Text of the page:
RBI Allows Use of Ratings from New CRISIL Entity Under Basel Rules
BIS published a report that presents the results of a survey among more than 60 central banks in late 2020 about their engagement in central bank digital currency (CBDC) work, their motivations, and their intentions regarding CBDC issuance. The central banks also provided their views on the legal framework for CBDC and their assessment of the use of cryptocurrencies and stablecoins in their jurisdictions. The survey revealed that central banks are progressing from conceptual research to practical experimentation. Although most central banks do not have plans to launch digital currencies in the foreseeable future, central banks collectively representing a fifth of the world's population are likely to launch retail CBDCs in the next three years.
The survey showed that nearly 86% of the central banks are exploring the benefits and drawbacks of CBDCs. About 60% of the central banks indicated that the crisis has not changed their priority or preference for issuing a CBDC. For the central banks that have altered their stance on CBDC due to the COVID-19 crisis, main reasons are the goal of enabling access to central bank money during times of emergency and the use of CBDC as a potential complement to cash and in-person payment methods when social distancing is required. The notion of using CBDC as a means of government-to person payment, notably direct fiscal assistance or stimulus to households and small businesses, has been also widely shared. Globally, interest in CBDCs continues to be shaped by local circumstances. In emerging market and developing economies, where central banks report relatively stronger motivation, financial inclusion and payments efficiency objectives drive general purpose CBDC work. A testament to these motives is the launch of a first “live” CBDC in the Bahamas. This front-runner is likely to be joined by others.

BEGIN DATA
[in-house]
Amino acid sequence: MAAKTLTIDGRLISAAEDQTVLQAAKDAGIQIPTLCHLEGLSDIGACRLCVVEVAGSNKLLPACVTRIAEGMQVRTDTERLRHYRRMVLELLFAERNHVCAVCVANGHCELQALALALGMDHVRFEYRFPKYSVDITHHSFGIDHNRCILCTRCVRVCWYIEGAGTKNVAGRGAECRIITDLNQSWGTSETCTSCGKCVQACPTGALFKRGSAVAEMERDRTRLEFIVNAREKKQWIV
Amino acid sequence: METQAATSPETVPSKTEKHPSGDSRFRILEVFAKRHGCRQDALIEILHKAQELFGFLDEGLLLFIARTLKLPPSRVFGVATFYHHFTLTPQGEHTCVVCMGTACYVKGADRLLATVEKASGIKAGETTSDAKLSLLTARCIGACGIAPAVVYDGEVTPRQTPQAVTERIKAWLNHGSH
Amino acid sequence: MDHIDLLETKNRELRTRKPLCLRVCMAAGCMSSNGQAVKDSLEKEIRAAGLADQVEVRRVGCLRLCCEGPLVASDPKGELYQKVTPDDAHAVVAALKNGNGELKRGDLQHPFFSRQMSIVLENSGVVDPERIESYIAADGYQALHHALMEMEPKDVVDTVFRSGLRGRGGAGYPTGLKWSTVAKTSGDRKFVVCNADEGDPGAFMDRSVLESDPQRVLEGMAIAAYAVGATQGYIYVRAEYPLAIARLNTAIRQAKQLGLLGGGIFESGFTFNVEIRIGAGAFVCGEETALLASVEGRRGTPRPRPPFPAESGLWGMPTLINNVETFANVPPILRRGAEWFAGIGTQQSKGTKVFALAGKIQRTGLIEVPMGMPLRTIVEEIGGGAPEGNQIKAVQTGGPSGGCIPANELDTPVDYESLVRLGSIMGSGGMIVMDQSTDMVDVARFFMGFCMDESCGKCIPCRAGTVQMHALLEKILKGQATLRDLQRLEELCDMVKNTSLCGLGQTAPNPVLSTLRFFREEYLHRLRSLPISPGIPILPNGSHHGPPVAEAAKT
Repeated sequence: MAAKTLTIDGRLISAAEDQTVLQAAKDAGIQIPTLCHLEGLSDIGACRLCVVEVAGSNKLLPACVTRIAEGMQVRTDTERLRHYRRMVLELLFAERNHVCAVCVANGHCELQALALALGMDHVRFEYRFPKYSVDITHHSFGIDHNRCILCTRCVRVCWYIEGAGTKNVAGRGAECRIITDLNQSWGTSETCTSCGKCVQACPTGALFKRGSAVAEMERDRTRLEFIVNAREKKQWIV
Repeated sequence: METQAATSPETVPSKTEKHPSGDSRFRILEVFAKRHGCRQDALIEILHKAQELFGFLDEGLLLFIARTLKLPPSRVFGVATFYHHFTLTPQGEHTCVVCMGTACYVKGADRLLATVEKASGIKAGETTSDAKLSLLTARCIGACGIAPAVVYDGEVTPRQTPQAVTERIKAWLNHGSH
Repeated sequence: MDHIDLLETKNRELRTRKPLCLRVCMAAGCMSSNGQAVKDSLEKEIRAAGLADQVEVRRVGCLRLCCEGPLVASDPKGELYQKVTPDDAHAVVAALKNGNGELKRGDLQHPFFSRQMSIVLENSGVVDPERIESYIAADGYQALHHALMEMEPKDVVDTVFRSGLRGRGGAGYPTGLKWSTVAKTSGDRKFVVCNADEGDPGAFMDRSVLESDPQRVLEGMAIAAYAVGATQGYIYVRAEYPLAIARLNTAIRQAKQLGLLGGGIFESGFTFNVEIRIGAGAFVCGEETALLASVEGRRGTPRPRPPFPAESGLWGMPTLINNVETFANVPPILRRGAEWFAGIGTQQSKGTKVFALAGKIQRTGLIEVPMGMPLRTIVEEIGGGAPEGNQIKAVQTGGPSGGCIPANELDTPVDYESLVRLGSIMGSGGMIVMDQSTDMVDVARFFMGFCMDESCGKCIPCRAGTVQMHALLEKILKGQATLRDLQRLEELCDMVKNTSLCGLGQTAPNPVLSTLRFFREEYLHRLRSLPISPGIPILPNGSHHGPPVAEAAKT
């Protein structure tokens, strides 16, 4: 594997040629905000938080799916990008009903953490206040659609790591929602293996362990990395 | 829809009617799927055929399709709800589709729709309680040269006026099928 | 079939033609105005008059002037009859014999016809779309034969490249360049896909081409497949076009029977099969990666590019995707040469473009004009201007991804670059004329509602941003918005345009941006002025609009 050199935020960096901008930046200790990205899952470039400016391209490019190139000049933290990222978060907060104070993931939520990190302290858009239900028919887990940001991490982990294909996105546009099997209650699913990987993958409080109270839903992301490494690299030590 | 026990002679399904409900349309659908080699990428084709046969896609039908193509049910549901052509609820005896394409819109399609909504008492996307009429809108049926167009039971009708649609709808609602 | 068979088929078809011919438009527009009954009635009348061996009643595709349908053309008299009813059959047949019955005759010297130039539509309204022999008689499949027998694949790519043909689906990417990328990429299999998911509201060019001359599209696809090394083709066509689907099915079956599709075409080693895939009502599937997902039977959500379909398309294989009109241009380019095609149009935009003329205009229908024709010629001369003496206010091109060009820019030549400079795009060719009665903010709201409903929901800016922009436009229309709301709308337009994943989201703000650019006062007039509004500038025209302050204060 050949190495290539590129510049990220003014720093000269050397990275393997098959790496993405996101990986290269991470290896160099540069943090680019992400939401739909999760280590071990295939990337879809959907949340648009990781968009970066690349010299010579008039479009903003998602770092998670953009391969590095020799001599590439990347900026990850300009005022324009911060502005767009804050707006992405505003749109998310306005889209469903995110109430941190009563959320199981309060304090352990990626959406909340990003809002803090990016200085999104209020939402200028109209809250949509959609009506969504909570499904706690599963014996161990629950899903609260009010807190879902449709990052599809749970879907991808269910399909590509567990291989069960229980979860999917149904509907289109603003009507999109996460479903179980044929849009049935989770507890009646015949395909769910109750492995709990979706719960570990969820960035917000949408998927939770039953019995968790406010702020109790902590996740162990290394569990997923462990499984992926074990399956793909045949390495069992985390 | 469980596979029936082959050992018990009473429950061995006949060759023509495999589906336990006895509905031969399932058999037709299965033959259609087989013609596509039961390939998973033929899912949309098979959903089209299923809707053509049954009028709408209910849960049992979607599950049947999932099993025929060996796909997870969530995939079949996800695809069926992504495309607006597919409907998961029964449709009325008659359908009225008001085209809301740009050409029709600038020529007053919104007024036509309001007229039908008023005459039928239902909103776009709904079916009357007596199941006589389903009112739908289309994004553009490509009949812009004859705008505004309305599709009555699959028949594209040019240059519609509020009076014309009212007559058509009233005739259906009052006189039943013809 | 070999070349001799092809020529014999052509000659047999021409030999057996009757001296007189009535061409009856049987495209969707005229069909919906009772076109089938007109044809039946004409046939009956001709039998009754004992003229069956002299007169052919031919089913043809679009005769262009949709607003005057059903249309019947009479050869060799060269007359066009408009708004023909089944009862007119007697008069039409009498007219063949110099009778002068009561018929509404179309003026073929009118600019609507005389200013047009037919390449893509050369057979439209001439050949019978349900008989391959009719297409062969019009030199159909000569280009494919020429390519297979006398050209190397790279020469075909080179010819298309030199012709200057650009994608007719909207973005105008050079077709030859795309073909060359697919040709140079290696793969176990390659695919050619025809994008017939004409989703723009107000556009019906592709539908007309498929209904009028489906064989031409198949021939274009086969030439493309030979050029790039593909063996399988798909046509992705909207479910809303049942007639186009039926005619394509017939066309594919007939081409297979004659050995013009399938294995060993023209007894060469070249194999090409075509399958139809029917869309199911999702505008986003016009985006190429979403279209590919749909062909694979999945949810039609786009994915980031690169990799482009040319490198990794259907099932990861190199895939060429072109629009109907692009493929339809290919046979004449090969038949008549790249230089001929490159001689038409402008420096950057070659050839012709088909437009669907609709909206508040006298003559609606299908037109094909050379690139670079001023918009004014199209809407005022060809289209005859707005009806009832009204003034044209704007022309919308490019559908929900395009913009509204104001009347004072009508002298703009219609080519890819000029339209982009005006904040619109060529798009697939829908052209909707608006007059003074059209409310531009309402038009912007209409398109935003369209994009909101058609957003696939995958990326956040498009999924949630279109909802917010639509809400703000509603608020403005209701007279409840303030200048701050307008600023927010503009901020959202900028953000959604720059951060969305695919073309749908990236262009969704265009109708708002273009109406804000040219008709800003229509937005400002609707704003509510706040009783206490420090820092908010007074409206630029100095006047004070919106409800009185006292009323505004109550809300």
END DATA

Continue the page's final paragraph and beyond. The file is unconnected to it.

Despite these developments, the results show that a widespread roll out of CBDCs still seems some way off. Interest and work on CBDCs is global, but motivations for their potential issuance are shaped by local circumstances. Financial inclusion remains a key motivation across emerging market and developing economies and a top priority for CBDC development. In advanced economies, the perceived need for issuance is generally lower and the main areas of interest are related to the efficiency and safety of payments. International policy coordination on CBDCs is set to intensify over the coming years, as central banks thoroughly review the cross-border and economic implications of issuing digital currencies and technical design choices and operational complexities continue to present practical challenges. When it comes to cryptocurrencies, central banks continue to see these as niche products with no widespread use as a means of payment. Conversely, developments in stablecoins are being closely watched, given their potential for rapid adoption by consumers.
Keywords: International, Banking, CBDC, Fintech, Regtech, Digital Currency, Stablecoins, Cryptocurrencies, BIS
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